If you need an accessible version of this item please contact JSTOR User Support

Cognitive Archaeology and Imaginary History at Great Zimbabwe

David Beach
Current Anthropology
Vol. 39, No. 1 (February 1998), pp. 47-72
DOI: 10.1086/204698
Stable URL: http://www.jstor.org/stable/10.1086/204698
Page Count: 26
  • Download PDF
  • Cite this Item

You are not currently logged in.

Access your personal account or get JSTOR access through your library or other institution:

login

Log in to your personal account or through your institution.

If you need an accessible version of this item please contact JSTOR User Support
Cognitive Archaeology and Imaginary History at Great Zimbabwe
Preview not available

Abstract

The archaeology of Great Zimbabwe in southern Africa is well developed, but supporting evidence from other disciplines is scanty and often suspect. Consequently, the interpretation of many features of the city that flourished ca. 1200–1500 is difficult. Thomas Huffman's well‐known reconstruction of the site's cognitive archaeology relies upon misunderstood documents, dubious oral traditions, and inappropriate comparisons to arrive at a picture of a city that was essentially static in its use of space for at least two centuries. An alternative interpretation is offered that draws upon Shona historical and anthropological sources and, explicitly, imagination to show how political processes within a Shona dynasty could have affected the building of the central part of the city. This model does not pretend to explain every feature of the site, nor does it claim to be more than one of several possible models of its kind. Nevertheless, it corresponds far more closely to the workings of Shona society, as it is known to us from history, than Huffman's.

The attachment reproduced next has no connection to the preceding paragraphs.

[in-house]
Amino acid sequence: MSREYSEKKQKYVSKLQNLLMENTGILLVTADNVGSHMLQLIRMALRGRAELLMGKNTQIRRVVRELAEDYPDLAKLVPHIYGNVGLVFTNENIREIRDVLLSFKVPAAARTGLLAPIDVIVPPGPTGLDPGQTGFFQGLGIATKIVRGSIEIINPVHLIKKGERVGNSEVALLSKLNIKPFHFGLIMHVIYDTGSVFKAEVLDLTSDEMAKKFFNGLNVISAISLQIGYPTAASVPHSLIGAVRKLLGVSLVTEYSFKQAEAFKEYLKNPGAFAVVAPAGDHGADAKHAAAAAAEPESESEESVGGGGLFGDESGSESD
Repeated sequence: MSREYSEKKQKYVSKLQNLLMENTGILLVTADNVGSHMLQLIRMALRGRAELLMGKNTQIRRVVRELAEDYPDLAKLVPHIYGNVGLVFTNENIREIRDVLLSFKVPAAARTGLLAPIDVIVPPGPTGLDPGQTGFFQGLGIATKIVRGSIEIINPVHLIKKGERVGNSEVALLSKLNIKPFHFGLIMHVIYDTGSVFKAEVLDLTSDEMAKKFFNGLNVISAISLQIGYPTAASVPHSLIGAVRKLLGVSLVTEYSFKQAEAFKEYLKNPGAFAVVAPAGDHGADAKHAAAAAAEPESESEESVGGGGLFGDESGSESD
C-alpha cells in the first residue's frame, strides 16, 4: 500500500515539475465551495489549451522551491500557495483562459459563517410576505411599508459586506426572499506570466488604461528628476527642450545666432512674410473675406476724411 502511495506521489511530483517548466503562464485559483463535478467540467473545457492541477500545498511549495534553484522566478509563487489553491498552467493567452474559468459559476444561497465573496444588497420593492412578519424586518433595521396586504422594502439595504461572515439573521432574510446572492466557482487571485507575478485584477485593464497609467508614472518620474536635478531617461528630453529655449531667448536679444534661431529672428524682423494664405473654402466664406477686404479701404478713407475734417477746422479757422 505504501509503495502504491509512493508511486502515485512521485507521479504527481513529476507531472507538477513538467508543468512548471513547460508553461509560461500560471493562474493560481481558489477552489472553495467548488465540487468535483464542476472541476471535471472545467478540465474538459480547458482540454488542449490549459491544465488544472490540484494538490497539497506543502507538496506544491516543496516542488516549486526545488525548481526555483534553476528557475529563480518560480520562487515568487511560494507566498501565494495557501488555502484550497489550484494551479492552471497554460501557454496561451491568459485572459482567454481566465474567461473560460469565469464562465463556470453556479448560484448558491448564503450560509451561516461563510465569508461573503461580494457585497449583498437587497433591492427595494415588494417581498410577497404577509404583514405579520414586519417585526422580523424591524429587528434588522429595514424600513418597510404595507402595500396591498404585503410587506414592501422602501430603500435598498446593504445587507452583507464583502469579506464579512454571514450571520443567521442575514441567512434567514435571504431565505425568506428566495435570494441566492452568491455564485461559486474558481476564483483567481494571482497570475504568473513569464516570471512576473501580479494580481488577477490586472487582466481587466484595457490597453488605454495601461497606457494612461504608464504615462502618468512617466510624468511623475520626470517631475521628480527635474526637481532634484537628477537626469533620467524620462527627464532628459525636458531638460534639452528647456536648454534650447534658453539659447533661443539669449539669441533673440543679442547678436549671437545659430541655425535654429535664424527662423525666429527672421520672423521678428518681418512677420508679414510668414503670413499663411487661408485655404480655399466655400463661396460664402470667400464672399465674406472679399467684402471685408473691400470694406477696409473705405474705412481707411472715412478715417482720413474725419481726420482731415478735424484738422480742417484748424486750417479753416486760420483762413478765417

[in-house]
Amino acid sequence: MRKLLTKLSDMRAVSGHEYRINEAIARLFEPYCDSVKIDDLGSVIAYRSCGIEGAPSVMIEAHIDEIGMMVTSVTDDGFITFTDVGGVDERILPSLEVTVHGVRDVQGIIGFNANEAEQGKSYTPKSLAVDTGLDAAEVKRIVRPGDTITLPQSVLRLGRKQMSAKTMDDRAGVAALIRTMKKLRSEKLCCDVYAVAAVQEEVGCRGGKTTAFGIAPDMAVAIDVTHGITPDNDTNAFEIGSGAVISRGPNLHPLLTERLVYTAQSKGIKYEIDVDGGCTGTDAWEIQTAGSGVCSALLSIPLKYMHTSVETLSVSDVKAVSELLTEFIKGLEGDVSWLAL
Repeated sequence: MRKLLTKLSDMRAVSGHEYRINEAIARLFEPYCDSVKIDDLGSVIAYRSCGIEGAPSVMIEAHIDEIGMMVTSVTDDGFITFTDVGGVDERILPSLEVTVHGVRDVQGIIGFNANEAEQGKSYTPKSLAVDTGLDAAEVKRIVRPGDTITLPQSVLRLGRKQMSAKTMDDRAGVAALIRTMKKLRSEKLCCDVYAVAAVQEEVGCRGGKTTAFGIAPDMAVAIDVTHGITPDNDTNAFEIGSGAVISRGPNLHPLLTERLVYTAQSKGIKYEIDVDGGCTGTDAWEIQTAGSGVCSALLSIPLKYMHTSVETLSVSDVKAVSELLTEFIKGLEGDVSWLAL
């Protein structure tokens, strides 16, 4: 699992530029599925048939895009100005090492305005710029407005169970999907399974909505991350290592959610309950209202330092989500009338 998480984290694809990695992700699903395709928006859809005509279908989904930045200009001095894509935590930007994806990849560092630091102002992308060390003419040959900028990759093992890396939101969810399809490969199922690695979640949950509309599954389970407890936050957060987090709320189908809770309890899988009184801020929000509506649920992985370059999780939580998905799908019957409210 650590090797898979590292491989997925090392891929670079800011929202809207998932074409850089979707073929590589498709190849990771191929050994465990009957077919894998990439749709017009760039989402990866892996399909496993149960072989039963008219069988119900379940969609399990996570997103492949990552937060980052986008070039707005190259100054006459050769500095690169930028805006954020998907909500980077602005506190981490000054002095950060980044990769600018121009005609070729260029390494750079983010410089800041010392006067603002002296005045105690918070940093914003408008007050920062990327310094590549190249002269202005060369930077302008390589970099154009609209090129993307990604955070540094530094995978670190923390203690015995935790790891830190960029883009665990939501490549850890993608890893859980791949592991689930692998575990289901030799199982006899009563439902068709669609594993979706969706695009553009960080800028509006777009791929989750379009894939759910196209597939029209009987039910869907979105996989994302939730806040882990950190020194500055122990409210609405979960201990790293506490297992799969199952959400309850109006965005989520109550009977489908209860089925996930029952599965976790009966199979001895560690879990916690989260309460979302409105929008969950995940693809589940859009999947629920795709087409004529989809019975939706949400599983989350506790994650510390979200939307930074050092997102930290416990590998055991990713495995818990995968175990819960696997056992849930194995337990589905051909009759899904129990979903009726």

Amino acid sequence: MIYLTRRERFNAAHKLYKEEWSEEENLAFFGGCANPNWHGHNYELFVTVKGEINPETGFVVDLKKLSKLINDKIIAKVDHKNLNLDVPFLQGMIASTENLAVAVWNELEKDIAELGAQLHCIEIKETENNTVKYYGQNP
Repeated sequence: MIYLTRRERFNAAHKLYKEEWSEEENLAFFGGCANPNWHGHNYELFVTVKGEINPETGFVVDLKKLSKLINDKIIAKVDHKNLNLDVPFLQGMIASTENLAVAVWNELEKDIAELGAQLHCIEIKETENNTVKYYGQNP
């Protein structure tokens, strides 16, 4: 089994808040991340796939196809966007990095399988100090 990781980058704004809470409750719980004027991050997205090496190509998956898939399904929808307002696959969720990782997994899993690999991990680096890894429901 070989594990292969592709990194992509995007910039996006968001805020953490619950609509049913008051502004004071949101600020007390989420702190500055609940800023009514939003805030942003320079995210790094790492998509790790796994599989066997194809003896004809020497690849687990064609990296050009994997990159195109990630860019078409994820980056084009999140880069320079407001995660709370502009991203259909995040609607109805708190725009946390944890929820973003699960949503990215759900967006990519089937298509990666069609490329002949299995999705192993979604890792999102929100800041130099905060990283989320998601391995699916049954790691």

Page Thumbnails

  • Thumbnail: Page 
1
    1
  • Thumbnail: Page 
2
    2
  • Thumbnail: Page 
3
    3
  • Thumbnail: Page 
4
    4
  • Thumbnail: Page 
5
    5
  • Thumbnail: Page 
6
    6
  • Thumbnail: Page 
7
    7
  • Thumbnail: Page 
8
    8
  • Thumbnail: Page 
9
    9
  • Thumbnail: Page 
10
    10
  • Thumbnail: Page 
11
    11
  • Thumbnail: Page 
12
    12
  • Thumbnail: Page 
13
    13
  • Thumbnail: Page 
14
    14
  • Thumbnail: Page 
15
    15
  • Thumbnail: Page 
16
    16
  • Thumbnail: Page 
17
    17
  • Thumbnail: Page 
18
    18
  • Thumbnail: Page 
19
    19
  • Thumbnail: Page 
20
    20
  • Thumbnail: Page 
21
    21
  • Thumbnail: Page 
22
    22
  • Thumbnail: Page 
23
    23
  • Thumbnail: Page 
24
    24
  • Thumbnail: Page 
25
    25
  • Thumbnail: Page 
26
    26